Second Avenue, Suite 2200, Seattle. The meeting will focus on development of a draft issue
paper for presentation at the October 24 PAC meeting. A second Remedy Selection
Subcommittee meeting has been scheduled for Tuesday, October 31, at 1:00 pm at the same
No additional public comment was received.
The next PAC meeting will be held Tuesday, October 24, 1995, at the City of Tacoma
Department of Public Works, Central Wastewater Treatment Facility, Sewer Transmission
Building Conference Room. The address is 2201 Portland Avenue, Tacoma.
Meeting Materials Provided as Handouts:
1995 MTCA PAC Meeting Schedule
Map to City of Tacoma Dept. of Public Works, Central Wastewater Treatment Facility
Risk Assessment Subcommittee Meeting Summary, October 4, 1995
Risk Assessment Subcommittee Draft Issue Paper on Risk Assessment, October 9, 1995
Independent Cleanup Subcommittee Draft Issue Paper, October 10, 1995
Memo Dated July 29, 1993: “Cleanup Standards vs. Selection of Remedy,” Author: Lynn
Coleman, Ecology, Toxics Cleanup Program
Memo Dated January 12, 1995: “Action Level Determinations,” Author: Lynn Coleman,
Ecology, Toxics Cleanup Program
Handout from Lynn Coleman, Ecology, Toxics Cleanup Program: General Summaries of
Cleanup Statistics and Remedy Selection Issues
Handout from Dr. Hank Landau, Landau Associates, Inc.: MTCA Remedy Selection
Handout from Curtis Dahlgren, Ecology, Toxics Cleanup Program: Overview of Ecology’s
Risk Assessment Subcommittee Draft Issue Paper
Independent Cleanup Subcommittee Draft Issue Paper
Preliminary Issues Summary for Remedy Selection
List of Meeting Attendees
PRELIMINARY REMEDY SELECTION ISSUES
The following is a unedited list of questions or issues generated by the PAC during the October 10
PAC meeting. Comments raised by the public are noted as well.
1. Should project managers have power to determine adequacy of cleanup?
2. Should some cleanup actions be taken which satisfy checklist requirements, but do not
necessarily protect human health and the environment?
3. Pick types of sites/remedies and provide representative examples of remedies
Hydrocarbons - high level
Hydrocarbons - low level
4. Is there appropriate legal authority for remedy selection and consideration and selection of
alternatives as MTCA currently operates?
5. Does MTCA continue to give preference to permanent remedies? Should that continue?
Should MTCA prefer certain technologies?
6. Should permanence be an aspect of protection?
7. Should there be a de minimus cleanup level?
8. Examine effectiveness of achieving cleanup through containment and institutional controls.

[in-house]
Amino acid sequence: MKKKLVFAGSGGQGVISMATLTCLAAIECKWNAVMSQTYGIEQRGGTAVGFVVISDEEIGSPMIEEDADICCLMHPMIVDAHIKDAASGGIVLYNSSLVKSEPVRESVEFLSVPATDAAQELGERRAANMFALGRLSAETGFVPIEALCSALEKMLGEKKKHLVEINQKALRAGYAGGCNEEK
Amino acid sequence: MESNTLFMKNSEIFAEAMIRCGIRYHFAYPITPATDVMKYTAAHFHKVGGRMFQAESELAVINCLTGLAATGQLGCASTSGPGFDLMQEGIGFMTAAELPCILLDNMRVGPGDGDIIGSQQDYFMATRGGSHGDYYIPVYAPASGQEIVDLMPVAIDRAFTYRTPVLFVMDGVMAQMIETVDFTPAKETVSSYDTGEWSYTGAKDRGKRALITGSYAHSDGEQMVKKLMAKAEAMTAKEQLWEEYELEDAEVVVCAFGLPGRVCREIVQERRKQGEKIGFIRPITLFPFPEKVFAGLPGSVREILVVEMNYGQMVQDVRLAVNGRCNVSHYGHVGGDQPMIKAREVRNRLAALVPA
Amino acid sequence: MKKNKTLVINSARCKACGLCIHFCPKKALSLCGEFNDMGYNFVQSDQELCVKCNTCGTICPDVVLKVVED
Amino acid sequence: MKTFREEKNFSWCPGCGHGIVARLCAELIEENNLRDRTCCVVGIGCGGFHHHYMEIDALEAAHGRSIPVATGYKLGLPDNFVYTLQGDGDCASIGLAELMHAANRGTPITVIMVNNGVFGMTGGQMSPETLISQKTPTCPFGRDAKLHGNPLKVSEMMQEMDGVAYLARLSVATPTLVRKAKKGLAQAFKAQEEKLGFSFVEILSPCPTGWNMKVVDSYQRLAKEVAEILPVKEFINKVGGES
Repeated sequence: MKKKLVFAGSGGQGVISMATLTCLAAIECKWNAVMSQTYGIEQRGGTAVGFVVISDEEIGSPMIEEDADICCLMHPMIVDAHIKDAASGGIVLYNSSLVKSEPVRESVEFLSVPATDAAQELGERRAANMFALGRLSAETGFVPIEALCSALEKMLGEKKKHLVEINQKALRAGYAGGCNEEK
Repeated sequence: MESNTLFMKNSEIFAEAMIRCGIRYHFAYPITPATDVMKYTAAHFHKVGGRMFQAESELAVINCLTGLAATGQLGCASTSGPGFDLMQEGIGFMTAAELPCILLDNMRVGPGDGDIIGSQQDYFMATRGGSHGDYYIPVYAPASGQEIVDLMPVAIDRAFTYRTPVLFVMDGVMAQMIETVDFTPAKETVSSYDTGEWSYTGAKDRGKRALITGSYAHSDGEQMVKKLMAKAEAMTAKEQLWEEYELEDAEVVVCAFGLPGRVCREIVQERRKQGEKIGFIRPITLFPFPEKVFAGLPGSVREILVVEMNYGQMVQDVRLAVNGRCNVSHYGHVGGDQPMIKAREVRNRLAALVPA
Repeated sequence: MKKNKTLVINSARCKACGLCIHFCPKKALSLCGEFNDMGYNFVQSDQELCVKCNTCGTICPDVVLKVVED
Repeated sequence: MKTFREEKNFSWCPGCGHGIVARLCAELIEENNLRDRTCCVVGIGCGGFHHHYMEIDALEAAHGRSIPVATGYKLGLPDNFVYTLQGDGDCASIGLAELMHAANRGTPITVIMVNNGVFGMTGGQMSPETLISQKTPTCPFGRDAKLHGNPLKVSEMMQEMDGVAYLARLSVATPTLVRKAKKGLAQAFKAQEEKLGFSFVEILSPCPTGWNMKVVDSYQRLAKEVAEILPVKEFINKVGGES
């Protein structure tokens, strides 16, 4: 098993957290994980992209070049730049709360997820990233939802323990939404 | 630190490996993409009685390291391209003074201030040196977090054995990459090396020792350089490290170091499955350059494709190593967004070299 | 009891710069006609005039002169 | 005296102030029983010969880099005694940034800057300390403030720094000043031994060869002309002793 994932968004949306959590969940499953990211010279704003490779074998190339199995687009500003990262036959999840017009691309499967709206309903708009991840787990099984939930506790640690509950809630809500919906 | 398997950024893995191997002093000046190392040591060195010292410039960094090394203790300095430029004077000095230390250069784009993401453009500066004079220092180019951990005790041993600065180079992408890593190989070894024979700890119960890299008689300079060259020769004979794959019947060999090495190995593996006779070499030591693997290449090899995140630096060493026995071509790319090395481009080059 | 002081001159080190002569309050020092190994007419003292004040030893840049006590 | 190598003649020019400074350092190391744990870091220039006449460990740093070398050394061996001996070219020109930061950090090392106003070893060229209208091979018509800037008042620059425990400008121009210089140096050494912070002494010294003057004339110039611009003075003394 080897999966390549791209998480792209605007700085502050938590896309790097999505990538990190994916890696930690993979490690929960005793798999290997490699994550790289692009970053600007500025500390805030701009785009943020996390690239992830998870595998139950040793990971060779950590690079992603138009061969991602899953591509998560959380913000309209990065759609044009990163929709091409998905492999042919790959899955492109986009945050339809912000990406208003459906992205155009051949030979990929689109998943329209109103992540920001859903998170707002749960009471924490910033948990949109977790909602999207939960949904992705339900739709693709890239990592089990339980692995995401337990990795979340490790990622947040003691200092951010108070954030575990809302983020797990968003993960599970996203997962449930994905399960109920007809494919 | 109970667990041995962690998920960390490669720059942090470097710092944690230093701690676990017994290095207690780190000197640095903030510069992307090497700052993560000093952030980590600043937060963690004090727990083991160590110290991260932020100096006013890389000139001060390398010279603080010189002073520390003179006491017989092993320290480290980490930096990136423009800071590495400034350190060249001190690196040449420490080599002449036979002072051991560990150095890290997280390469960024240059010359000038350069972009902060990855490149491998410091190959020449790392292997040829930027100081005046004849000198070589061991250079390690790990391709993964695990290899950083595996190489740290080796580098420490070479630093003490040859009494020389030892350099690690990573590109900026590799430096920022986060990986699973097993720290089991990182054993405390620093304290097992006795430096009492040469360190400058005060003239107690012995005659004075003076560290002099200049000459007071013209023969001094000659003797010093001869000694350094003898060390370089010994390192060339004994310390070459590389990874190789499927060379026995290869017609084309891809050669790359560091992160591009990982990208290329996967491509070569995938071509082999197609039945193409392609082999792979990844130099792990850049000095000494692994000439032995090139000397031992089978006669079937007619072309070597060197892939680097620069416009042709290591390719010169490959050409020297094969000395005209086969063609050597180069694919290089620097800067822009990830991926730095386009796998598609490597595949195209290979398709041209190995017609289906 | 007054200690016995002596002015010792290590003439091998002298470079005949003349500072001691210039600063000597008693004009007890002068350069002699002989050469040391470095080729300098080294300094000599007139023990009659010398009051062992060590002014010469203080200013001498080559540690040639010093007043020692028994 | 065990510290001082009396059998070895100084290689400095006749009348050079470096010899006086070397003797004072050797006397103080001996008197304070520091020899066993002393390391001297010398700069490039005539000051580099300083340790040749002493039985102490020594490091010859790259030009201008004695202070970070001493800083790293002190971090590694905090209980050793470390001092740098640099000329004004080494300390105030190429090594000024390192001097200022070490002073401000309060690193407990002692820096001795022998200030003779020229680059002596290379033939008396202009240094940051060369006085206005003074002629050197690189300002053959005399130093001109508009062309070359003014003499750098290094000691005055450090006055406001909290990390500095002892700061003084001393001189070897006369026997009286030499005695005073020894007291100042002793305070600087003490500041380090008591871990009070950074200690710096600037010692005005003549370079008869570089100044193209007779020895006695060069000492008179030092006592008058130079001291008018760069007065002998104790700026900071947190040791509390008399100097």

9. Revisit and re-examine Ecology's relevant guidance documents to consider potential
departure from MTCA (e.g., prepayment of oversight costs, are special deals being cut?).
How well are the guidance documents working?
10. Examine the impacts of permit exemptions on public involvement and community
11. Examine permanent contaminant level reduction versus permanent reduction of risk. (Mike
12. Should dealing with area-wide contamination through remedy selection be streamlined?
13. What are the implications of enforcement policy on remedy selection and implementation,
and impacts on downstream land owners and habitat? What is the implication of ground
water policy on willingness to do a voluntary or involuntary cleanup?
14. Can the implementation of engineering solutions be changed to effect the exchange of
information; agency dissemination; brain trust; databases; education process; conferences;
ROD distribution; and publications?
15. Address assumption that petroleum contamination can only be dealt with in one way
16. What is the role of biodegradation as a cleanup remedy?
17. By what date/time should a remedy accomplish its end? How well should a remedy do its
18. What is the opportunity for public review while ongoing cleanup is occurring? Can the
public review what is occurring and how effective it is? (Include co-lead or federal lead
sites in this discussion)
19. Are there agency preconceptions about remedies that should be stated before the RI/FS is
20. How open is Ecology to considering innovative remedies? If there are no in-house experts
on a given subject, how and when should Ecology go outside for review assistance?
21. Should regulations be more explicit and require calculation of net risk considerations?
22. To what extent are presumptive remedies used?
23. What are the pros and cons of innovative remedies?
24. How can MTCA best deal with comparing risk to on and off-site receptors?
25. How should long-term recordkeeping be handled by Ecology?
26. Is it appropriate to write off certain portions of a problem concerning groundwater and
27. Consider effectiveness of interim remedial actions vs. RI/FS action plans/process.